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I Example of a theory that was right after 20 years of failures?

  1. Feb 11, 2019 at 3:07 AM #1
    Is there a historical example of a theory that physicists all over the world pursued and developed in a concerted and organized research for more than 20 years without results, but then turned out to be correct?

    I get frequently as an answer the heliocentric vs. geocentric model, it took thousand of years. But I don't think this is a good example since at those times there was nothing such as a concerted global and organized effort and academic as research centers as we have nowadays. Science as we know it was still not born.

    Some others tell me about gravitational waves. But this does not fit with the above question. Gravitational waves are not a 'theory' but a prediction of a theory that was already confirmed.

    Some other again cite the standard model of particle physics. I don't think this is correct, it is a theory that grew throughout the decades, but it turned out to be correct 'piecewise' very soon until it took form as we know it today.
     
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  3. Feb 11, 2019 at 3:20 AM #2

    fresh_42

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    I think the helio- versus geocentric model is a bad choice, as geocentrism was based on ignorance rather than unknown facts. Those who wanted to know knew. But how about string theory? That's a concentrated effort for around 50 years now and there is still the possibility it might be "true". Black holes could be another candidate. Their existence changed from crackpottery to everywhere around!
     
  4. Feb 11, 2019 at 3:40 AM #3

    A.T.

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    Is there a deeper point here? Or is just a semantic game of dismissing examples based on interpretations of the question.
     
  5. Feb 11, 2019 at 4:11 AM #4

    BvU

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    Sure. So you disqualify the Higgs ? And what about Majorana 'particles' ?

    you a law student :wink: ?
     
  6. Feb 11, 2019 at 4:26 AM #5
    String theory still needs to be confirmed or disconfirmed. So, not the example I was looking for.
    Well, yes, geocentrism was based on ignorance. But one must also admit that it was not just that easy to finally proof the heliocentric system to be the correct one. It took a lot of effort to prove it without doubts.
    As to black holes ... well yes... might be an example if we date it back to Laplace. In the frame of GR however it is like gravitational waves. GR is no longer a point in question, some of its predictions needed longer time for final proof due to technological limitations. But the theory as such found very soon confirmation.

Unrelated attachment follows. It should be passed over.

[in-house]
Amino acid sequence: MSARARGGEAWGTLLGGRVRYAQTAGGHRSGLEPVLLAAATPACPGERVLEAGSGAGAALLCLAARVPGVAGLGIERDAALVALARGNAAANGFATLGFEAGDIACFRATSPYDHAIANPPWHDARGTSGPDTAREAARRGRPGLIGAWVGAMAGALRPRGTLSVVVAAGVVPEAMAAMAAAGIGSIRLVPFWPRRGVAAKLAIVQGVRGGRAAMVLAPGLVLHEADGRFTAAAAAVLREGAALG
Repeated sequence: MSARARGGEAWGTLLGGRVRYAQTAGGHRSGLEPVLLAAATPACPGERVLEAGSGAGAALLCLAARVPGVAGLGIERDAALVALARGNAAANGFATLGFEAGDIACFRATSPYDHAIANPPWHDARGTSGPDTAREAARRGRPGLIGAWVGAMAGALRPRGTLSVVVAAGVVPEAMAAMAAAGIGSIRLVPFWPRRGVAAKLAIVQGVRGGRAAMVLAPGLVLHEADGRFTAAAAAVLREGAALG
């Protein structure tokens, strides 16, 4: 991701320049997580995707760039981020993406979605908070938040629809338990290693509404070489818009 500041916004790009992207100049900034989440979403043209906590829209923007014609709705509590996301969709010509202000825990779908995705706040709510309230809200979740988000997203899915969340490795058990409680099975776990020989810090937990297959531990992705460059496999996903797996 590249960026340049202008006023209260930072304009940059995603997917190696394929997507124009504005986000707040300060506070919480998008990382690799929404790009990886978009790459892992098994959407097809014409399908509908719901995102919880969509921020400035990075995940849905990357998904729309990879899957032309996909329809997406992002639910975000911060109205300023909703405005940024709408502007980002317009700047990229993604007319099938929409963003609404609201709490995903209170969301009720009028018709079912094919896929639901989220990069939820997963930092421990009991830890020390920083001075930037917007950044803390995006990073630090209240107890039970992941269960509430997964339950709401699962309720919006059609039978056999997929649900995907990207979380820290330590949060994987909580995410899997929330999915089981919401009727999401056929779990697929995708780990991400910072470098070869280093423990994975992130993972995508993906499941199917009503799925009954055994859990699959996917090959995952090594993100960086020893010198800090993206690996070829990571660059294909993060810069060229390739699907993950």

Just trying to find the right semantics (without games) to frame a question.

    Higgs is part of the SM. Have Majorana particles been finally confirmed? No, trying to find out how some dynamics in the history of science goes.
     
  7. Feb 11, 2019 at 5:19 AM #6

    A.T.

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    For a trivia game?
     
  8. Feb 11, 2019 at 5:54 AM #7

    Vanadium 50

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    Trivia? Of course not! It's a a semantic game of dismissing examples based on interpretations of the question.

    Marco, if you are serious, put some time into telling us exactly what you mean. Otherwise this will be an endless loop of us providing examples and you swatting them away with a "no, that's not what I really meant".
     
  9. Feb 11, 2019 at 6:11 AM #8

    Dale

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    Newton’s particle theory of light.

    It does sound like you are trying to find the right semantics such that the answer is a pre-concluded “no”. In other words, you want the answer to be “no” so you are adding enough broad caveats to get the “no” answer by judicious application of the caveats.
     
    Last edited: Feb 11, 2019 at 6:33 AM
  10. Feb 11, 2019 at 10:50 AM #9

    CWatters

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    Think it took 100+ years to go from the first poor measurement of the Sun - Earth distance to measuring it using the transit of Venus.

    Problem is you can keep measuring it more and more accurately so does it count?
     
  11. Feb 11, 2019 at 11:37 AM #10